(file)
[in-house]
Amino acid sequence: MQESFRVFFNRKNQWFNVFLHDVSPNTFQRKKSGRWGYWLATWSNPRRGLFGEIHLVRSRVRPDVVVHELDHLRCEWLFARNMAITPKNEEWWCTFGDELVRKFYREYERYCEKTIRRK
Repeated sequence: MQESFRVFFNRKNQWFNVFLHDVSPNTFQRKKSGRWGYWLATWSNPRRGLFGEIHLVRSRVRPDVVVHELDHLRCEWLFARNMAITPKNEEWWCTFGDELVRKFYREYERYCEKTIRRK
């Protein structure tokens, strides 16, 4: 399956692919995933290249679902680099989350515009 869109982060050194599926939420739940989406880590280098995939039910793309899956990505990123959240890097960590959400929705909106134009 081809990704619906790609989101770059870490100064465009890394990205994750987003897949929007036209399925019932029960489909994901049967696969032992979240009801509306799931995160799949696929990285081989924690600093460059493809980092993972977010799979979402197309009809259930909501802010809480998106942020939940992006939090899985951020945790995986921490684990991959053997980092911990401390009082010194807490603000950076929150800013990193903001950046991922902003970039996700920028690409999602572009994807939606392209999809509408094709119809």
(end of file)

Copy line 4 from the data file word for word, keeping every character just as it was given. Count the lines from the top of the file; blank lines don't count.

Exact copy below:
């Protein structure tokens, strides 16, 4: 399956692919995933290249679902680099989350515009 869109982060050194599926939420739940989406880590280098995939039910793309899956990505990123959240890097960590959400929705909106134009 081809990704619906790609989101770059870490100064465009890394990205994750987003897949929007036209399925019932029960489909994901049967696969032992979240009801509306799931995160799949696929990285081989924690600093460059493809980092993972977010799979979402197309009809259930909501802010809480998106942020939940992006939090899985951020945790995986921490684990991959053997980092911990401390009082010194807490603000950076929150800013990193903001950046991922902003970039996700920028690409999602572009994807939606392209999809509408094709119809």